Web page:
Although Dogwood Arts Festival is practically a season more than an event—its calendar of celebrations large and small stretches from the first day of February to the last day of June--it never seems more like a festival than on the last weekend of April, when it’s on Market Square. That’s when artists come to sell their best work, and dozens of musicians take their turn on stage. 

It’s remarkable that that’s been the case for 58 years. Downtown was already in decline in 1961. Sears had already moved out, as had almost all of the more affluent residents. But Dogwood Arts chose, as its first center of festivity, old Market Square. 

​Market Square traders on the east side of the Market House looking north towards City Hall courtesy of McClung Historical Collection.
Market Square traders on the east side of the Market House looking north towards City Hall courtesy of McClung Historical Collection.

It probably helped the decision that the city had recently modernized it, replacing the ancient Market House, demolished the year before, with a modernist makeover in concrete. It was known, for the first time in history, as Market Square “Mall.” People were still getting used to that new phrase, proof that Knoxville was a modern city, even though schools, most restaurants and all movie theaters were still racially segregated. 

That was very soon to change, as most progressives expected. April presented a time to celebrate spring, which was there for everybody to enjoy. To open the festival, city leaders snipped a ribbon strung between two unplanted dogwood trees. One was to be planted on City Hall’s lawn—what’s now LMU’s law-school campus—the other on the Knox County Courthouse lawn. Dogwoods aren’t known for their longevity, but I wonder how long they lasted.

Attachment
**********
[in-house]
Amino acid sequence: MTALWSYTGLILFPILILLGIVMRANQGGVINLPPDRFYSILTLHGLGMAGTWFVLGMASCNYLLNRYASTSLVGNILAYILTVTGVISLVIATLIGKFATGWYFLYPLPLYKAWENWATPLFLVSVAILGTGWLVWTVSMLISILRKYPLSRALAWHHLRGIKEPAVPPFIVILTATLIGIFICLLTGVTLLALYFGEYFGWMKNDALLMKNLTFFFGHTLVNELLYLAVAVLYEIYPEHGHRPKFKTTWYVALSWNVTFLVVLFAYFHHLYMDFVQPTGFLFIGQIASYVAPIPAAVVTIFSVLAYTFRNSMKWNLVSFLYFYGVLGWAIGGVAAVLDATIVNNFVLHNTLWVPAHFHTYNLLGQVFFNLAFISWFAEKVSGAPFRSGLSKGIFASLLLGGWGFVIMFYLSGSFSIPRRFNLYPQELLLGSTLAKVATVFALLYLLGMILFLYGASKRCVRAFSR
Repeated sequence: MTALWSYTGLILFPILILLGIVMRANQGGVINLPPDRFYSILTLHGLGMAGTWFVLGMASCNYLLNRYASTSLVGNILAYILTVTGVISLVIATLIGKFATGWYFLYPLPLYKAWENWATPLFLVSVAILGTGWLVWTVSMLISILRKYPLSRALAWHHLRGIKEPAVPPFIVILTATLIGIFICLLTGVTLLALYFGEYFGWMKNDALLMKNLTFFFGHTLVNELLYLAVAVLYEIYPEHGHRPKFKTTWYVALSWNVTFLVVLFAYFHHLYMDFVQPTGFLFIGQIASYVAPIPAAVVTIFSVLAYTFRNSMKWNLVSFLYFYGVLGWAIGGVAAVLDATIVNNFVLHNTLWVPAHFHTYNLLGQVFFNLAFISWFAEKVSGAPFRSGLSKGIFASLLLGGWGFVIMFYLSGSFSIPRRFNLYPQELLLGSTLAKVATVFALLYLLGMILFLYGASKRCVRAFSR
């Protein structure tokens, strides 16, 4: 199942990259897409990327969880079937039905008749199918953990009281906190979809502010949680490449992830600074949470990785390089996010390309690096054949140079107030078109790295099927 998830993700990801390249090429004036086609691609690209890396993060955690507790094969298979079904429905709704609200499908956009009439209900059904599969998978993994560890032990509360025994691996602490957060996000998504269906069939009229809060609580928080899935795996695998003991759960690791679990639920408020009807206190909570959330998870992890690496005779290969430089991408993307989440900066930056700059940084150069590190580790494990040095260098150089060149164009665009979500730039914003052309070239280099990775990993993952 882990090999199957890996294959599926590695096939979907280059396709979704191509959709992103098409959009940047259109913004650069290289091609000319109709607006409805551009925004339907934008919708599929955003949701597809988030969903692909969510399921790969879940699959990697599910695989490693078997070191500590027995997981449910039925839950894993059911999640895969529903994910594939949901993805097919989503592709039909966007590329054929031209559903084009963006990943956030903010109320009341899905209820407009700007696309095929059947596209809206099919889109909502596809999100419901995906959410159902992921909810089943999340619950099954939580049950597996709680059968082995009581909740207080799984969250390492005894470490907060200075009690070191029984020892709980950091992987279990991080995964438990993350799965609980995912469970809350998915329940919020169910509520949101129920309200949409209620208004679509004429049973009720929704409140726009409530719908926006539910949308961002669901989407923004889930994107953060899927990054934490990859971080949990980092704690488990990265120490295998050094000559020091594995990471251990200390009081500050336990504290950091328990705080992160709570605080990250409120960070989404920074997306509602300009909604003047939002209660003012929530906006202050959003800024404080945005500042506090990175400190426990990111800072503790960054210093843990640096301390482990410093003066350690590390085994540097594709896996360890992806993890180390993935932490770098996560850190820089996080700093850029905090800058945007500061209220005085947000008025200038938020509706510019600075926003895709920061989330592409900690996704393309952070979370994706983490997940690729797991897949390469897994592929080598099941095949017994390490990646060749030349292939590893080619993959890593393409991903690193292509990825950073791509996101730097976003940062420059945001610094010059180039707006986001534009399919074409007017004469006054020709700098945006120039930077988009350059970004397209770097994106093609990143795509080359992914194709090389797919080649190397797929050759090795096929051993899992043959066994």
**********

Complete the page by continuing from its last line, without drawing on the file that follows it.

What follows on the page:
It was a long time before drinking beer in public seemed like a good idea—in fact, at the time, wine and liquor by the drink were illegal even in restaurants—and the city certainly never sponsored rock 'n’ roll. But things got festive anyway with some barbershop quartets, a flower show, and the Young High band performing some familiar numbers. The square lacked a stage, though. Performances were held on a flatbed truck. 

Those earliest festival got national attention, with photographs in the New York Times and papers elsewhere, often showing idyllic images of people walking, farmers selling produce and flowers, and even artists painting, on Market Square. 

It was a moment that Knoxville was optimistic about its modernized downtown, with its Market Square “Mall,” its "Gay/Way," its Promenade, and its Civic Coliseum. Still, things kept leaving downtown, one store after another. By the ‘70s and ‘80s, downtown seemed to be transitioning into a gray and run-down office park, offering few reasons to tarry after dark and lots of reasons not to. 

The Market Square Mall, hailed as a modern innovation by journalists and scholars for 15 years after its completion, began showing cracks in the graying concrete, as the historic buildings’ pseudo-modernist facades began to peel. For several years, all of Market Square’s breakfast and lunch spots closed before 3 p.m. 

Flowers at Market Square Farmer’s Market credit Inside of Knoxville
Flowers at Market Square Farmer’s Market credit Inside of Knoxville

Dogwood Arts stayed. Its own fortunes rose and fell and rose again, but through it all, the festival remained loyal to old Market Square, where Knoxville had greeted the spring with fresh flowers since before the Civil War. 

Enjoy all the events spring in Knoxville brings, head here for Dogwood Arts events and more!